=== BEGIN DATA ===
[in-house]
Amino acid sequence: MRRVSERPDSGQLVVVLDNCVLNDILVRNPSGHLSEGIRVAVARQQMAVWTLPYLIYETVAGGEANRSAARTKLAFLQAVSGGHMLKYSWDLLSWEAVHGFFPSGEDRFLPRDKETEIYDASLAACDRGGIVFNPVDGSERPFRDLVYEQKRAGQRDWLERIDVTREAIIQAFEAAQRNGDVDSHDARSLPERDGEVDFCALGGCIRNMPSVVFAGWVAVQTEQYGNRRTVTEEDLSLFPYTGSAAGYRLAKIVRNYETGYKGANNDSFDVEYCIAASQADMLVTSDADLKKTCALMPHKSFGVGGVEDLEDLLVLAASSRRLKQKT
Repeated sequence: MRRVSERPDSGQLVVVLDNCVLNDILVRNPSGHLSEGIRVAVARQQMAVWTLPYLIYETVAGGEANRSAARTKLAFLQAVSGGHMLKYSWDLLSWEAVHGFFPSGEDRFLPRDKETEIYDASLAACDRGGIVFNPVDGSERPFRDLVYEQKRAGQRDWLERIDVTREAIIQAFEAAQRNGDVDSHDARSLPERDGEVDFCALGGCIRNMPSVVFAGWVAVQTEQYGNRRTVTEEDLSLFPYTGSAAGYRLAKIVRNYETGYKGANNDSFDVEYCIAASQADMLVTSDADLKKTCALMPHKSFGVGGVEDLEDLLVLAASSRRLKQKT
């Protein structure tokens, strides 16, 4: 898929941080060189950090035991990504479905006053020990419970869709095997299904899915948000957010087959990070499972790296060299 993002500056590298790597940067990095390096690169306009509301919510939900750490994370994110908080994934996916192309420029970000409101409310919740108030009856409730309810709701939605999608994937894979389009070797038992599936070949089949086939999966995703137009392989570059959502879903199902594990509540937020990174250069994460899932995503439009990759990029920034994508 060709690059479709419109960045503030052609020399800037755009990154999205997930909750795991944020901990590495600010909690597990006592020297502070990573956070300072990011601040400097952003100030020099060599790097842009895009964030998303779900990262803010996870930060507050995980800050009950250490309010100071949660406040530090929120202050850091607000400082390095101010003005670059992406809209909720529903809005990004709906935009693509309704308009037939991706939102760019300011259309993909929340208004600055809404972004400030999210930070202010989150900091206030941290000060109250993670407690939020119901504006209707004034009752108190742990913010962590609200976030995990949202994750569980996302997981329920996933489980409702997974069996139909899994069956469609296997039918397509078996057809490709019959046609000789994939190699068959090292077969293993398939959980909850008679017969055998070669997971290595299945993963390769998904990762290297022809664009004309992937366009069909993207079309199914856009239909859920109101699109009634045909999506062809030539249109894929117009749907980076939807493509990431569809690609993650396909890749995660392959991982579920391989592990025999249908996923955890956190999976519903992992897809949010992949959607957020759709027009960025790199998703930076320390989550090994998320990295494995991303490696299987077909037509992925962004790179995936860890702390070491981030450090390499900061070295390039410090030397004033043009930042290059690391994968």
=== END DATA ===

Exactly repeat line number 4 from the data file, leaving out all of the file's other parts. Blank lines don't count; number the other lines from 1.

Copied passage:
């Protein structure tokens, strides 16, 4: 898929941080060189950090035991990504479905006053020990419970869709095997299904899915948000957010087959990070499972790296060299 993002500056590298790597940067990095390096690169306009509301919510939900750490994370994110908080994934996916192309420029970000409101409310919740108030009856409730309810709701939605999608994937894979389009070797038992599936070949089949086939999966995703137009392989570059959502879903199902594990509540937020990174250069994460899932995503439009990759990029920034994508 060709690059479709419109960045503030052609020399800037755009990154999205997930909750795991944020901990590495600010909690597990006592020297502070990573956070300072990011601040400097952003100030020099060599790097842009895009964030998303779900990262803010996870930060507050995980800050009950250490309010100071949660406040530090929120202050850091607000400082390095101010003005670059992406809209909720529903809005990004709906935009693509309704308009037939991706939102760019300011259309993909929340208004600055809404972004400030999210930070202010989150900091206030941290000060109250993670407690939020119901504006209707004034009752108190742990913010962590609200976030995990949202994750569980996302997981329920996933489980409702997974069996139909899994069956469609296997039918397509078996057809490709019959046609000789994939190699068959090292077969293993398939959980909850008679017969055998070669997971290595299945993963390769998904990762290297022809664009004309992937366009069909993207079309199914856009239909859920109101699109009634045909999506062809030539249109894929117009749907980076939807493509990431569809690609993650396909890749995660392959991982579920391989592990025999249908996923955890956190999976519903992992897809949010992949959607957020759709027009960025790199998703930076320390989550090994998320990295494995991303490696299987077909037509992925962004790179995936860890702390070491981030450090390499900061070295390039410090030397004033043009930042290059690391994968």